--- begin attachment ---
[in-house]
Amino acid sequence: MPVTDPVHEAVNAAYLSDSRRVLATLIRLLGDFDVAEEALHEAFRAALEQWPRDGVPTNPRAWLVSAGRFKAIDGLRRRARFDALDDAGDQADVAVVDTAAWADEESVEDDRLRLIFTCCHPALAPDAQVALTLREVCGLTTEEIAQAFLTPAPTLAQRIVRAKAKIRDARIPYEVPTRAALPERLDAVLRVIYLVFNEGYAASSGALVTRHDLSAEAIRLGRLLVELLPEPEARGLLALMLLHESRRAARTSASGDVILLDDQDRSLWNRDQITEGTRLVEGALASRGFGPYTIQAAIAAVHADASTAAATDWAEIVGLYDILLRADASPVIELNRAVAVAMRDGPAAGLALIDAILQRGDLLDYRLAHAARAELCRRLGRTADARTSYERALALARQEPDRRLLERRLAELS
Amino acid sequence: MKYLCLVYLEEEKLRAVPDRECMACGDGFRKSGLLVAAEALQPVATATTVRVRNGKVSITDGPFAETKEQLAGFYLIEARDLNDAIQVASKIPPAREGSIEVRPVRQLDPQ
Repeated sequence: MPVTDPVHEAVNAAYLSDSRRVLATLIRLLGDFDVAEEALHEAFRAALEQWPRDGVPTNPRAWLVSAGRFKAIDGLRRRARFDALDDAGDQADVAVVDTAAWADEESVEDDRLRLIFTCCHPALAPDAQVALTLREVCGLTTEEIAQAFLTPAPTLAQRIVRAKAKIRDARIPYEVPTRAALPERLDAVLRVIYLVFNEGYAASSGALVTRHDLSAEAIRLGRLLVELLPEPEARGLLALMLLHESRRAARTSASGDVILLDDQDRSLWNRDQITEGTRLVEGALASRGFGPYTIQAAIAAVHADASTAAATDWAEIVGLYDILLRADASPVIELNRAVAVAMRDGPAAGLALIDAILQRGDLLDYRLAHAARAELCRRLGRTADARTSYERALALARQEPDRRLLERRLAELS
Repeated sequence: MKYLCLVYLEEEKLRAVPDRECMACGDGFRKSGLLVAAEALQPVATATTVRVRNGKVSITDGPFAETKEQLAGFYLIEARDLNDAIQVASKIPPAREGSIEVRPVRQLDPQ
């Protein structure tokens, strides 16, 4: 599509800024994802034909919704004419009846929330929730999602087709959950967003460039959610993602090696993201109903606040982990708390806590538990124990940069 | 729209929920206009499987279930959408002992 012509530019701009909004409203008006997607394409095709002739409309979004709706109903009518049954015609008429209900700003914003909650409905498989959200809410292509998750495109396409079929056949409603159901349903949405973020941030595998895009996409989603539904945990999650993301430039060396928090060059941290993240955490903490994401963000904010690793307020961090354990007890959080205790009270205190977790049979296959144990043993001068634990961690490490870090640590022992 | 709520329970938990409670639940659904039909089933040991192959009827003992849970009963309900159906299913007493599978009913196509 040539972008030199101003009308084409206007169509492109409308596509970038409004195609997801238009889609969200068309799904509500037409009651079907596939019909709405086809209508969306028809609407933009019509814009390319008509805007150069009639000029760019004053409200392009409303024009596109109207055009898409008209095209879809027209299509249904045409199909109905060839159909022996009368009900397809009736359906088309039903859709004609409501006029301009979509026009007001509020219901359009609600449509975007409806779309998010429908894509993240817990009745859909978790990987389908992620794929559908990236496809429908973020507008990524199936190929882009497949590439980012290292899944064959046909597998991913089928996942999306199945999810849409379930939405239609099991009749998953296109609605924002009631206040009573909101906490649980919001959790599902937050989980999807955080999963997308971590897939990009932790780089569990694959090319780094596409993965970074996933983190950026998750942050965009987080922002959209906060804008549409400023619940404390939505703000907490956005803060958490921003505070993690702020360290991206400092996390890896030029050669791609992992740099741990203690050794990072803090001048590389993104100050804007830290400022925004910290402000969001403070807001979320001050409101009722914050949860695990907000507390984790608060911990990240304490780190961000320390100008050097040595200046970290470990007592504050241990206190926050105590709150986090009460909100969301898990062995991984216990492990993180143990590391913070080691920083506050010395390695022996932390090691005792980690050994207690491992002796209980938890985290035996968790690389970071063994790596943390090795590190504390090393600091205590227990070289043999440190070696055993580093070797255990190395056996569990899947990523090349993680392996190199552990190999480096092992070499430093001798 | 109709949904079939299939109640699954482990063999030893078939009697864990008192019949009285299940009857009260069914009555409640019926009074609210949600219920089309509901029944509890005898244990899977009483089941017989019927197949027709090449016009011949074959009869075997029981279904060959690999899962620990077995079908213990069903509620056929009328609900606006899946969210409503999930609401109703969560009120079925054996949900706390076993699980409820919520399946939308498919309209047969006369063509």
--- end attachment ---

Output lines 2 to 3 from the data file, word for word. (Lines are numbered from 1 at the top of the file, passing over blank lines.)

Amino acid sequence: MPVTDPVHEAVNAAYLSDSRRVLATLIRLLGDFDVAEEALHEAFRAALEQWPRDGVPTNPRAWLVSAGRFKAIDGLRRRARFDALDDAGDQADVAVVDTAAWADEESVEDDRLRLIFTCCHPALAPDAQVALTLREVCGLTTEEIAQAFLTPAPTLAQRIVRAKAKIRDARIPYEVPTRAALPERLDAVLRVIYLVFNEGYAASSGALVTRHDLSAEAIRLGRLLVELLPEPEARGLLALMLLHESRRAARTSASGDVILLDDQDRSLWNRDQITEGTRLVEGALASRGFGPYTIQAAIAAVHADASTAAATDWAEIVGLYDILLRADASPVIELNRAVAVAMRDGPAAGLALIDAILQRGDLLDYRLAHAARAELCRRLGRTADARTSYERALALARQEPDRRLLERRLAELS
Amino acid sequence: MKYLCLVYLEEEKLRAVPDRECMACGDGFRKSGLLVAAEALQPVATATTVRVRNGKVSITDGPFAETKEQLAGFYLIEARDLNDAIQVASKIPPAREGSIEVRPVRQLDPQ